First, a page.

Unfortunately, it is quite unclear who designed the house; it is too pedestrian a design to have been by a London man, so perhaps Thomas Flockton of Sheffield or Giles & Brookhouse of Derby might be suggested.

Blois and his wife lived there until his death in 1889 aged forty eight; his widow and their four sons had moved out by 1891, when the house was let to A. W. Barnes, who seem to have been in residence only for about four years before it was taken over by Scots aristocrat Charles Edward Stuart Cockburn JP (1867-1917), grandson of Sir William Cockburn of That Ilk, 7th Bt. His name suggests that his father, at least, was a dyed-in-the-wool Jacobite sympathiser! He married Lilian the daughter of Sir Morton Manningham-Buller, 2nd Bt. of Capesthorne in 1894, which is probably when he, as the sub-agent to the Arkwright estate, moved in. They raised two daughters at Rock House.

The estate was, however, a relatively large one, running to 5,093 acres in 1883, 300 acres of which was parkland. Furthermore, it was exceptionally rich in coal deposits, which it was the job of Cockburn to exploit without compromising the setting of the house.

Cockburn died in 1917, by which time demand for coal during the Great War and a more aggressive attitude to its extraction by his successor had begun to make Sutton Scarsdale a less than life-enhancing place in which to live. Thus in 1919, William Arkwright (who died in 1925) sold most of the estate at auction, much of it, including Sutton Rock being acquired, with 23 acres of pleasure grounds and the 124 acre Rock Farm, by the Duke of Devonshire, the Arkwrights retaining only the mineral rights and a few hundred acres that went with them.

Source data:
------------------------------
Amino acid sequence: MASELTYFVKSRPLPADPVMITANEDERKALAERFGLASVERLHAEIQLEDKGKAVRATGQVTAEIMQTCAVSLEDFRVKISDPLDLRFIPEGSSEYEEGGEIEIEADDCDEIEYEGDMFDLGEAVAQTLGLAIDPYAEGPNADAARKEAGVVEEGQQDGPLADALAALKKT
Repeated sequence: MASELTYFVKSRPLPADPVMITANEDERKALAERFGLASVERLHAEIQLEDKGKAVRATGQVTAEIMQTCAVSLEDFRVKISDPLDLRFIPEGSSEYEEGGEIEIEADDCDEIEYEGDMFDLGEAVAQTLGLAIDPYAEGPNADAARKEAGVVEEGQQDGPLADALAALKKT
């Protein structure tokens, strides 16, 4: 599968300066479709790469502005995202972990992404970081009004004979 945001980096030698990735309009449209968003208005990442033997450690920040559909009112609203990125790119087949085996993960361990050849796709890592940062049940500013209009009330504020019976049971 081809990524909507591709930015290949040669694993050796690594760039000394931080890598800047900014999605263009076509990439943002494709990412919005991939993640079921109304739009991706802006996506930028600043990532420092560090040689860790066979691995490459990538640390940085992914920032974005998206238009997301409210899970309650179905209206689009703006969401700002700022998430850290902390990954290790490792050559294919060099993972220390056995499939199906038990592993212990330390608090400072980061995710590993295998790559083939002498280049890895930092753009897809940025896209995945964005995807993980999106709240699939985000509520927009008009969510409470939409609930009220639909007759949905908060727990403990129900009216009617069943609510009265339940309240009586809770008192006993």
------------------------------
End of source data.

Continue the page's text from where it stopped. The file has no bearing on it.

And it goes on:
Sutton Rock therefore passed to the Devonshires, who settled their agent Capt. Joscelyn Denis Penrose JP there. Penrose’s father James, an Irish parson’s son, had been the Duke’s agent at Lismore, and Joscelyn was ultimately succeeded after the war by his son-in-law, the late Hugo Read, CBE, the last man to occupy Sutton Rock, from whom, I might add, I derive most of my slender knowledge of the house, amplified by the late Pam Kettle. The house and much land at Sutton Scarsdale had to be sold by the late 11th Duke in the death duty-burdened aftermath of his father’s untimely demise in November 1950.

Joscelyn Penrose’s, nephew, Derrick, incidentally, also eventually became agent to the Devonshires’ Derbyshire estates 1973-1994, and served as our High Sheriff in 1999. I might add that when I was researching Sutton Rock twenty or more years ago, I was much helped by Sir Reresby Sitwell, Hugo Read, and Pam Kettle, all alas, no longer with us. Pam gave me the aerial view and the others allowed me to make copies of material in their collections.